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The moussaka I grew up with featured eggplant as the main ingredient and came topped with a béchamel source. But that would be moussaka of the Greek variety. Love potatoes? Want a moussaka that is lighter? How about Bulgarian moussaka featuring potato and yogurt?
Lighter than its Greek cousin and fabulous if eggplants are not to your taste or out of season, Bulgarian moussaka can be comfortably consumed in summer if you are looking for some comfort food. The topping is yogurt-based, easy and quick to prepare and maybe healthier than a béchamel topping.
And here is yet another classic, well-known meal with a Bulgarian twist featuring fabulous, Bulgarian yogurt. Yogurt features in many traditional Bulgarian meals and turns up in the most unexpected places like this recipe. Not much is known about Bulgarian food which is a shame as its cuisine has a lot to offer.
Bulgarian Food Flies Under the Radar
Bulgaria, Greece and Turkey share many, common foods and drinks, including those of the alcoholic variety. But strangely you rarely see the Bulgarian option featured. Greece and to a lesser extent Turkey, take most of the glory, but the truth is that food is very similar and just as good in Bulgaria. Why is this?
Surely, some of this marketing? People know all about Greece and Turkey but most people don’t even know where Bulgaria is. There is a lot of romance and mysticism associated with the Greek Islands and the Aegean Sea and deservedly so it is a spectacular region.
But the English name given to the sea off the coast off Bulgaria is called the Black Sea. It doesn’t quite have the same ring does it? But I can tell you it is just as spectacular in its own way but without the glitz, glamor and higher prices of its nearby neighbors.
We found the cost of food and drink in Bulgaria to be quite cheap in an otherwise expensive continent. If you are lucky enough to be going to Sofia, Bulgaria’s capital, you can pick up a free food tour with Balkan Bites. And don’t forget to seek out Bulgarian moussaka, you won’t be disappointed.
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Bulgarian Moussaka Features Potatoes and Yogurt
Who would have thought? Moussaka made with potatoes instead of eggplant and topped with yogurt and milk instead of béchamel sauce.
It’s easier to make than the Greek version and it is lighter. Using potato it might even be more “acceptable” to children and those that are not fans of eggplant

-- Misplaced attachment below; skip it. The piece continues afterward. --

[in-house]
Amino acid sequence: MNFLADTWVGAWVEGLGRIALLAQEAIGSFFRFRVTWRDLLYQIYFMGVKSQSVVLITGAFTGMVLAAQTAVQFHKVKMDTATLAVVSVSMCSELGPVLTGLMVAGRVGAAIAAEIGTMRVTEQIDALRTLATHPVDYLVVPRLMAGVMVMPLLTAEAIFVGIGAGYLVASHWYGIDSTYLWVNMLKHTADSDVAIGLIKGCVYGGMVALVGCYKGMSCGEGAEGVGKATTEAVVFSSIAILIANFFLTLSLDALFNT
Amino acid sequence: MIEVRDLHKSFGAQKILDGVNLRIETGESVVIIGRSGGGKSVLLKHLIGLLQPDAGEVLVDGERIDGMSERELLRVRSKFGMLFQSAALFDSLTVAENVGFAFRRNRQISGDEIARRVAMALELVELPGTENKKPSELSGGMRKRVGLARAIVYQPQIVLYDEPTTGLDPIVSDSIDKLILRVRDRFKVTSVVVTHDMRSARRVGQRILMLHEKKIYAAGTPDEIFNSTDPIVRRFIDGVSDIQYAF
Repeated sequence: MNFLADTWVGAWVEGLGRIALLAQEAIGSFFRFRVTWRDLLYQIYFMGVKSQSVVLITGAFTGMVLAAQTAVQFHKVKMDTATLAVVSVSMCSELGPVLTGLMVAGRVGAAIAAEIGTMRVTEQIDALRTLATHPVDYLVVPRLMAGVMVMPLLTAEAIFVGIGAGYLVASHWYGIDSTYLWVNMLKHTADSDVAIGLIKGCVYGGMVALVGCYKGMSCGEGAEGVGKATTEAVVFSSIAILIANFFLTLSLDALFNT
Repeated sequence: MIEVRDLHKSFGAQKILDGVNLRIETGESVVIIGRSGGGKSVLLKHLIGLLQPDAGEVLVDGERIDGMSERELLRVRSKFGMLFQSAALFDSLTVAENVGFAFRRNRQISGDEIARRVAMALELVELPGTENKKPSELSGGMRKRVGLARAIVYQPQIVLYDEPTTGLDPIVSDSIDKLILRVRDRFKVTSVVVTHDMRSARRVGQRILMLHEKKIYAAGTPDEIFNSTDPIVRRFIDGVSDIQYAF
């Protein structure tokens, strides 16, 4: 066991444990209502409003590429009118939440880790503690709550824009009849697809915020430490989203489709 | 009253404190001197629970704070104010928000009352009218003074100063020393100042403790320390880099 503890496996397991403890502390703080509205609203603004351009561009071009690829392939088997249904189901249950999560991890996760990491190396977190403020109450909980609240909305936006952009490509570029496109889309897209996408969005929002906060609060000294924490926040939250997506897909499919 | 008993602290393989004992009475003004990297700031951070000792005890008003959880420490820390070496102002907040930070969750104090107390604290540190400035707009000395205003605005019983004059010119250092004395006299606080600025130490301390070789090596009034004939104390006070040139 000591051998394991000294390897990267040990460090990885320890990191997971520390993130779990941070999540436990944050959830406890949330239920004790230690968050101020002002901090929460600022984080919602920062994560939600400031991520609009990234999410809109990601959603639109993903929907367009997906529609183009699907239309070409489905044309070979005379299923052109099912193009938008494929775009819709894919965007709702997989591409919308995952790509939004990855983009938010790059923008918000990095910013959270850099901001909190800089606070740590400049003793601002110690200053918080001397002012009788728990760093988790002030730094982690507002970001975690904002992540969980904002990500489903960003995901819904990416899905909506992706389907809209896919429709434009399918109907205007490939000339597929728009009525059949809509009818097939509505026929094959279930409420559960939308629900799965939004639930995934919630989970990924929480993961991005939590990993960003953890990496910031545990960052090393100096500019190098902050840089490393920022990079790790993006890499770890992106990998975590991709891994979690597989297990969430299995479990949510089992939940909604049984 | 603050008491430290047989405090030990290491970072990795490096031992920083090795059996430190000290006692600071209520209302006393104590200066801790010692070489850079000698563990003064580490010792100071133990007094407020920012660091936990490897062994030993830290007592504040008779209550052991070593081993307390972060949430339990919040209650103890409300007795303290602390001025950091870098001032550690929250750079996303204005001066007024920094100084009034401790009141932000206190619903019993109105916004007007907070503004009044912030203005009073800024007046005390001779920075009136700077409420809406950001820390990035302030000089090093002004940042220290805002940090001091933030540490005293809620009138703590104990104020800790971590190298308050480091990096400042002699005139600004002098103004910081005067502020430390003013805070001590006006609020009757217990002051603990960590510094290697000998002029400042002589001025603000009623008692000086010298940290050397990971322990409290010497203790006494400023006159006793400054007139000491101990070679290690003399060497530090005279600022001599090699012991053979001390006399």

Read on for the recipe.
|Servings||Prep Time||Cook Time|
- 1/4 cup olive oil
- 1 onion, brown chopped
- 1 lb pork, ground (minced)
- 1 tsp black pepper, ground
- 2 tbsp paprika
- 2 tsp salt, ground sea
- 2 lb potatoes diced
- 1 cup yogurt
- 2 eggs
- 2 cups milk
- Pre-heat oven to 420 f (215 c).
- Heat half the oil in a pan over a moderate heat and cook the onion until golden brown. Add the ground pork, pepper, paprika and half the salt. Cook until the meat is well browned. Put aside.
- In a large casserole dish, spread the remaining oil over the bottom. Place half the diced potato on the bottom. Layer the meat mixture over the potato and then layer the remaining diced potato over the meat. Pour enough cold water over the moussaka to cover about half of the top potato layer. Sprinkle the remaining salt over the top.
- Place the casserole in the oven and cook for about 15 minutes. By that time the water should be simmering.
- Meanwhile combine the yogurt, milk and eggs, whisking well to combine.
- After the first 15 minutes cooking time, pour the yogurt mixture over the moussaka and sprinkle some paprika over the top. Return to the oven and cook for a further 30 to 45 minutes or until the yogurt top is golden brown.
First of all what a beautiful post! And I love the combinations of potatoes and yogurt with the ground pork – this would be very popular in our house. Thanks!
Thanks Judy. We really like to combine the cooking with the fun we have experienced when traveling in these countries. You never here anything about Bulgarian travel or food, so we are more than happy to spread the word.
I’ve never had a Bulgarian dish before. How can that be possible?? This one has all of the flavors I love and sounds absolutely delicious! I can’t wait to make it 🙂 Thanks for sharing!
Sarah, I hope you enjoy your adventures with Bulgarian cooking. If you love yogurt then there are many other dishes from Bulgaria you would enjoy.
This sounds fantastic and looks so delicious! The list of ingredients makes me think of fall comfort food…thanks for posting just when I’m starting to think of fall dishes!
I hope you enjoy it Lisa. It is certainly lighter than the eggplant and bechamel sauce version. And maybe more appealing to kids.
This sounds so delicious. I must try it.
I hope you enjoy it Amanda. We certainly did.
Becca @ Amuse Your Bouche
Ooh I’ve never heard of a Bulgarian moussaka! This version looks just as delicious as the version I’m used to though 🙂
It’s worth a try if not just to to see which is the superior version. Coming into fall is the perfect time.